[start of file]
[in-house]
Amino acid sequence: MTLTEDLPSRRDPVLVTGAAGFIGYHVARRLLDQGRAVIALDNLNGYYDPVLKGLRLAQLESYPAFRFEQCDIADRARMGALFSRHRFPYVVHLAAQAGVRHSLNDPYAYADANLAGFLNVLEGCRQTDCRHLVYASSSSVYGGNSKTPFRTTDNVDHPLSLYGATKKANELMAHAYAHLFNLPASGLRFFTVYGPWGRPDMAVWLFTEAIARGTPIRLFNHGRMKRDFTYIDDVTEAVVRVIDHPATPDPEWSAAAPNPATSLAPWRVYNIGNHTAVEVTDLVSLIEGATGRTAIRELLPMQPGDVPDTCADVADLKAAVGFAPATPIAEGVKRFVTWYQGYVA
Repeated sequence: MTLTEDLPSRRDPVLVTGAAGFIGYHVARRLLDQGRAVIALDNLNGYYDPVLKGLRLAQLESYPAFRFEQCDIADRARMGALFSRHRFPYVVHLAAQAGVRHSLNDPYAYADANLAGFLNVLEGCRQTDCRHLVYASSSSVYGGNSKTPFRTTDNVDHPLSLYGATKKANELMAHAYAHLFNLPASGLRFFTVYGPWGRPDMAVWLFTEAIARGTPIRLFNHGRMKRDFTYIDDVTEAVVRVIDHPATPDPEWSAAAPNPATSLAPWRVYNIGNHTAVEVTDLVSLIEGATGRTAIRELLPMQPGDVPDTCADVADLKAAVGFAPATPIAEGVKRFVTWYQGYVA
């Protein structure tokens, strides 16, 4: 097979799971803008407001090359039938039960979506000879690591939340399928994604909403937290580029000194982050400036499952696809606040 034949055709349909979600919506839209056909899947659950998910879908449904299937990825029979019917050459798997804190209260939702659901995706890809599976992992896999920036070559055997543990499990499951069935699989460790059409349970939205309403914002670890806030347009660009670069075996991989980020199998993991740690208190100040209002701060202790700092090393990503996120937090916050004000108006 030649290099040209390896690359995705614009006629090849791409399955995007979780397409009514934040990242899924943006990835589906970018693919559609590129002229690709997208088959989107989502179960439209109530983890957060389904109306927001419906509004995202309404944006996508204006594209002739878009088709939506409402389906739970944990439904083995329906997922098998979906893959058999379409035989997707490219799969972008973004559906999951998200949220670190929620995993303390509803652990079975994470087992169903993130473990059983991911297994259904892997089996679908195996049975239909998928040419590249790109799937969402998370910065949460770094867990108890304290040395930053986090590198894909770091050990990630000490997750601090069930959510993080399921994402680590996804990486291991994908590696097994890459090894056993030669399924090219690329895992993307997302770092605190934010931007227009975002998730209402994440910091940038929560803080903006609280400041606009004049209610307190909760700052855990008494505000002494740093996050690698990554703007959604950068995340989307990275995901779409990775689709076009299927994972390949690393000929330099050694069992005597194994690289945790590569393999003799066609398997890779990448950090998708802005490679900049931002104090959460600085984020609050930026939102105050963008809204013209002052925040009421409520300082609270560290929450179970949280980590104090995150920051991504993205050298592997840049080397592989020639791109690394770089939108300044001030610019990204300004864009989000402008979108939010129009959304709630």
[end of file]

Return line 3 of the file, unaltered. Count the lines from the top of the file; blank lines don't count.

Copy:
Repeated sequence: MTLTEDLPSRRDPVLVTGAAGFIGYHVARRLLDQGRAVIALDNLNGYYDPVLKGLRLAQLESYPAFRFEQCDIADRARMGALFSRHRFPYVVHLAAQAGVRHSLNDPYAYADANLAGFLNVLEGCRQTDCRHLVYASSSSVYGGNSKTPFRTTDNVDHPLSLYGATKKANELMAHAYAHLFNLPASGLRFFTVYGPWGRPDMAVWLFTEAIARGTPIRLFNHGRMKRDFTYIDDVTEAVVRVIDHPATPDPEWSAAAPNPATSLAPWRVYNIGNHTAVEVTDLVSLIEGATGRTAIRELLPMQPGDVPDTCADVADLKAAVGFAPATPIAEGVKRFVTWYQGYVA